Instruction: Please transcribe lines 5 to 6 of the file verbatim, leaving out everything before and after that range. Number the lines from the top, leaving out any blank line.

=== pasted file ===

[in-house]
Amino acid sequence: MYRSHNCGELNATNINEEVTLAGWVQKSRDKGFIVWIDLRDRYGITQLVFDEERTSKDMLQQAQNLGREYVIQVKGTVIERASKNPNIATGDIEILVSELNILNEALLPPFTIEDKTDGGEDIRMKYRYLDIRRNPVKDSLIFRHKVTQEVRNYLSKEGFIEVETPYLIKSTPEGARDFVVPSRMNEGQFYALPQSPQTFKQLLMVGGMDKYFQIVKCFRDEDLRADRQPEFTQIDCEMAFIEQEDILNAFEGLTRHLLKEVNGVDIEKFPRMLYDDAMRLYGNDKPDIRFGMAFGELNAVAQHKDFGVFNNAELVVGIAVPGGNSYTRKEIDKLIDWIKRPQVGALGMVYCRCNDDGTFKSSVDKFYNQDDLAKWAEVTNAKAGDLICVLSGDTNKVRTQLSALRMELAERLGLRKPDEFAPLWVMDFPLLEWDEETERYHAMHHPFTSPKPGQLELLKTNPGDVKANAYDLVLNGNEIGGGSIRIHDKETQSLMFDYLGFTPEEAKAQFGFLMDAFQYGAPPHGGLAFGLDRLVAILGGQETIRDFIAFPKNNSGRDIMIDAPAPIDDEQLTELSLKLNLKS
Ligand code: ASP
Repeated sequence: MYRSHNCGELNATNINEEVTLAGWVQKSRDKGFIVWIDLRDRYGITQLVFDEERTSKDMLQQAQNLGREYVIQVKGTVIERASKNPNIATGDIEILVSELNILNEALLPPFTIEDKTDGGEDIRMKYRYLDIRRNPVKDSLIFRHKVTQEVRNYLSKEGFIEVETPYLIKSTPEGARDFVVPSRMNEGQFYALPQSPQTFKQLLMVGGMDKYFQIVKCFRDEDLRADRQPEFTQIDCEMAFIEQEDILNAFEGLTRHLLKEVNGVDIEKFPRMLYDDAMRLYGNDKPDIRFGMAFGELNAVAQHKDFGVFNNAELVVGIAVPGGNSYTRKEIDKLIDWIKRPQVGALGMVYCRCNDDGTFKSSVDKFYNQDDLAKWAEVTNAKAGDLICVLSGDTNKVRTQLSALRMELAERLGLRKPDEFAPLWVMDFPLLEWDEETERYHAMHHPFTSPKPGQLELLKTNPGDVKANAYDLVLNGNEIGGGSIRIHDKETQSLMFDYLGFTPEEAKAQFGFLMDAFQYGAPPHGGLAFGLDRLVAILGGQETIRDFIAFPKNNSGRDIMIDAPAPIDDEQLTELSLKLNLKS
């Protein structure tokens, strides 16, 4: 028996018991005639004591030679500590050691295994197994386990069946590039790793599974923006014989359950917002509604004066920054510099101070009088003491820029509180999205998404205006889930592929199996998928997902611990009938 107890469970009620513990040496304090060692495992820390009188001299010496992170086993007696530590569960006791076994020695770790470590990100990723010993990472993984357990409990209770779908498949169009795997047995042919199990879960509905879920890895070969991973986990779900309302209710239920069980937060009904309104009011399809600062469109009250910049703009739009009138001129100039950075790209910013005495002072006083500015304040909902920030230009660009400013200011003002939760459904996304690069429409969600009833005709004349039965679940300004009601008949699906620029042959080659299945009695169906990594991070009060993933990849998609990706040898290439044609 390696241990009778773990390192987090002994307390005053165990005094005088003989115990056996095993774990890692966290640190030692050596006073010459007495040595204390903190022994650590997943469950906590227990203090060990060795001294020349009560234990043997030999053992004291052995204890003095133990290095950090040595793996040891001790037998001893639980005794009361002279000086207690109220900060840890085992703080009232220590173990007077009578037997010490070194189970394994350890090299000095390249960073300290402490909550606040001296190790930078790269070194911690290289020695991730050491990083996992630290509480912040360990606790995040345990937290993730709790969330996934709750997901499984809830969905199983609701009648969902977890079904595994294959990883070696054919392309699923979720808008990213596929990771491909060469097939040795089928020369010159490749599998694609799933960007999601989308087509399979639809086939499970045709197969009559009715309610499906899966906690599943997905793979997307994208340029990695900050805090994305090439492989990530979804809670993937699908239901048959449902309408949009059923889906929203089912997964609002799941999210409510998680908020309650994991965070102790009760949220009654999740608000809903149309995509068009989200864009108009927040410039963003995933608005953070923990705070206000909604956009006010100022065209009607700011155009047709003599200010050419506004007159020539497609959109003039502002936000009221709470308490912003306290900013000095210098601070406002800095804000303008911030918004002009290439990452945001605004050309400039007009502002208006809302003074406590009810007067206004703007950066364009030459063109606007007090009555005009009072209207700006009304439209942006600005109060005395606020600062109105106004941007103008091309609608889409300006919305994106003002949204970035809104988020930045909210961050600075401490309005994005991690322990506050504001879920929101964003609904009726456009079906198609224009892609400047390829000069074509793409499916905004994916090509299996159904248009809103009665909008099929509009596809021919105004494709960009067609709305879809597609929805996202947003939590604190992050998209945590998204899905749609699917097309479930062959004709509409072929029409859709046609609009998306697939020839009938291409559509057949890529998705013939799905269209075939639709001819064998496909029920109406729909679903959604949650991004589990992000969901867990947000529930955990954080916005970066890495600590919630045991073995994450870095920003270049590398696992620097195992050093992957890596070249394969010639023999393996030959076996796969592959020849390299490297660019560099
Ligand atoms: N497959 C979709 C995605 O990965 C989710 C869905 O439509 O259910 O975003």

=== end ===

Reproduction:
């Protein structure tokens, strides 16, 4: 028996018991005639004591030679500590050691295994197994386990069946590039790793599974923006014989359950917002509604004066920054510099101070009088003491820029509180999205998404205006889930592929199996998928997902611990009938 107890469970009620513990040496304090060692495992820390009188001299010496992170086993007696530590569960006791076994020695770790470590990100990723010993990472993984357990409990209770779908498949169009795997047995042919199990879960509905879920890895070969991973986990779900309302209710239920069980937060009904309104009011399809600062469109009250910049703009739009009138001129100039950075790209910013005495002072006083500015304040909902920030230009660009400013200011003002939760459904996304690069429409969600009833005709004349039965679940300004009601008949699906620029042959080659299945009695169906990594991070009060993933990849998609990706040898290439044609 390696241990009778773990390192987090002994307390005053165990005094005088003989115990056996095993774990890692966290640190030692050596006073010459007495040595204390903190022994650590997943469950906590227990203090060990060795001294020349009560234990043997030999053992004291052995204890003095133990290095950090040595793996040891001790037998001893639980005794009361002279000086207690109220900060840890085992703080009232220590173990007077009578037997010490070194189970394994350890090299000095390249960073300290402490909550606040001296190790930078790269070194911690290289020695991730050491990083996992630290509480912040360990606790995040345990937290993730709790969330996934709750997901499984809830969905199983609701009648969902977890079904595994294959990883070696054919392309699923979720808008990213596929990771491909060469097939040795089928020369010159490749599998694609799933960007999601989308087509399979639809086939499970045709197969009559009715309610499906899966906690599943997905793979997307994208340029990695900050805090994305090439492989990530979804809670993937699908239901048959449902309408949009059923889906929203089912997964609002799941999210409510998680908020309650994991965070102790009760949220009654999740608000809903149309995509068009989200864009108009927040410039963003995933608005953070923990705070206000909604956009006010100022065209009607700011155009047709003599200010050419506004007159020539497609959109003039502002936000009221709470308490912003306290900013000095210098601070406002800095804000303008911030918004002009290439990452945001605004050309400039007009502002208006809302003074406590009810007067206004703007950066364009030459063109606007007090009555005009009072209207700006009304439209942006600005109060005395606020600062109105106004941007103008091309609608889409300006919305994106003002949204970035809104988020930045909210961050600075401490309005994005991690322990506050504001879920929101964003609904009726456009079906198609224009892609400047390829000069074509793409499916905004994916090509299996159904248009809103009665909008099929509009596809021919105004494709960009067609709305879809597609929805996202947003939590604190992050998209945590998204899905749609699917097309479930062959004709509409072929029409859709046609609009998306697939020839009938291409559509057949890529998705013939799905269209075939639709001819064998496909029920109406729909679903959604949650991004589990992000969901867990947000529930955990954080916005970066890495600590919630045991073995994450870095920003270049590398696992620097195992050093992957890596070249394969010639023999393996030959076996796969592959020849390299490297660019560099
Ligand atoms: N497959 C979709 C995605 O990965 C989710 C869905 O439509 O259910 O975003």